Spiders build 1000-foot web shrouding entire lagoon in silk

Katie Ramirez
September 21, 2018

A soft, white blanket of webbing formed near a lagoon in western Greece, reportedly allowing a massive mating "party" to ensue between spiders in the town of Aitoliko. However, the odd occurrence is not unusual for scientists. Humidity and the spread of mosquitoes, providing excessive nutrition to the eight-legged creature population, may also have contributed to the unusual cobwebs smothering the plateau and its flora.

While the giant spider-web in Aitoliko, Greece, might look freaky, the phenomenon is not at all harmful for humans, animals in the region, or the local flora.

Maria Chatzaki, professor of molecular biology and genetics at Democritus University of Thrace, told Newsit Greece's high temperatures are creating the ideal climate for reproduction.

"It's as if the spiders are taking advantage of these conditions and are having a kind of a party". "It's the ecosystem's natural reactions and once the temperatures begin to drop and the gnat populations die out, the spider populations will decrease as well".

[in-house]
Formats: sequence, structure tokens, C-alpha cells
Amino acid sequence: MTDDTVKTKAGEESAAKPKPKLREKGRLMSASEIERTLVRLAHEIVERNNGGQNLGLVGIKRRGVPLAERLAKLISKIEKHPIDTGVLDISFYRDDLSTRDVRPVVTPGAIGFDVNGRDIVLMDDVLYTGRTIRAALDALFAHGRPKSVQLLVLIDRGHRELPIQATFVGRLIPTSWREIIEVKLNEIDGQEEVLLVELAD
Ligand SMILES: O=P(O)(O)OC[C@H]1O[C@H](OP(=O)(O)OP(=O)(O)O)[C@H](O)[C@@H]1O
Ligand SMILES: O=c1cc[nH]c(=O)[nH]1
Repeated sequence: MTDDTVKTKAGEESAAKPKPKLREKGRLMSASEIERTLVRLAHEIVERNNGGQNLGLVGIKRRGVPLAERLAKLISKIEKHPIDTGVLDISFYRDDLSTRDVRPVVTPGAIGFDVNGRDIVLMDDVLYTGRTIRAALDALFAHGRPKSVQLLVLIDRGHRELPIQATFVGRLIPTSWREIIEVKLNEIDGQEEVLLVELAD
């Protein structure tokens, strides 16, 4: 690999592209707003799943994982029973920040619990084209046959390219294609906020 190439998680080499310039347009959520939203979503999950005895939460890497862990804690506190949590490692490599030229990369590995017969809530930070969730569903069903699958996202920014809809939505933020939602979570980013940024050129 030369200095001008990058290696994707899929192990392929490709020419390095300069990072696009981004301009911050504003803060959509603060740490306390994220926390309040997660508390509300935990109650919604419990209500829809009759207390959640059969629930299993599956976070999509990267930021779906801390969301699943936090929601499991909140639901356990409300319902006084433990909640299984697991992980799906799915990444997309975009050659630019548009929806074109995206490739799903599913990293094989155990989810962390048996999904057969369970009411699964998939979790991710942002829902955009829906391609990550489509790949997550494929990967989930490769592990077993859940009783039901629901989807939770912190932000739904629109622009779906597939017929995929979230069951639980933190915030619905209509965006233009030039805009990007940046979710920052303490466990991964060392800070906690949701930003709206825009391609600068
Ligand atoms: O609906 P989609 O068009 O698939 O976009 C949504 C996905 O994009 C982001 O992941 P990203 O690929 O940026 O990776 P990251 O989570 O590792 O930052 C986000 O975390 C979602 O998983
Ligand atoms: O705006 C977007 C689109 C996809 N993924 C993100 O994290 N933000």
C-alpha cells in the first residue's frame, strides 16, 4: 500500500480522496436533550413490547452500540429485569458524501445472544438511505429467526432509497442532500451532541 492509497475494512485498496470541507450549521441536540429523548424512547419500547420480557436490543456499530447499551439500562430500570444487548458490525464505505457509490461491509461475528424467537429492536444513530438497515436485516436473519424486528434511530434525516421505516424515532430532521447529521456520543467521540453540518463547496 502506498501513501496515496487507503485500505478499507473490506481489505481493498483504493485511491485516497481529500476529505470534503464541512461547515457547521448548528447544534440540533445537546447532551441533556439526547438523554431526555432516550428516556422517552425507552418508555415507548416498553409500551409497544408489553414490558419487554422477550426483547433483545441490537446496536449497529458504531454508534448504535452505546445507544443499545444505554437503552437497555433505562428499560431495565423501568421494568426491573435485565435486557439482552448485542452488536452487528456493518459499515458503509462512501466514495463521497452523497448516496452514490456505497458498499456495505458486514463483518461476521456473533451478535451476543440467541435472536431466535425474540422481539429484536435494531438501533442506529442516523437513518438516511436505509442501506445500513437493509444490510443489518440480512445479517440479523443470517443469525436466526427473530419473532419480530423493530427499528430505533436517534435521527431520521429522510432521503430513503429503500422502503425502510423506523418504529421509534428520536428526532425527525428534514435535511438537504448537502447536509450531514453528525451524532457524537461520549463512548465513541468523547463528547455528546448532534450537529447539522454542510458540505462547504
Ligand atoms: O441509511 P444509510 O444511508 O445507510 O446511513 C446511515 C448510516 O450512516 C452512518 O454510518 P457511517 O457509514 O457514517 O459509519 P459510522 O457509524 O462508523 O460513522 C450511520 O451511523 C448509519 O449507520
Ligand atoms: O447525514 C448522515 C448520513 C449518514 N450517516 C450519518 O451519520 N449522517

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Chatzaki told CNN the webs often turn into sheet-like covers that are home to thousands of spiders living underneath.

Locals blame Tetragnatha spiders -and their quest to create large nests for mating- for spoiling the majestic scenery. They thrive in hot, humid temperatures and continue to reproduce during that time.

"It's time to burn the island!" writes one person in the comments section.

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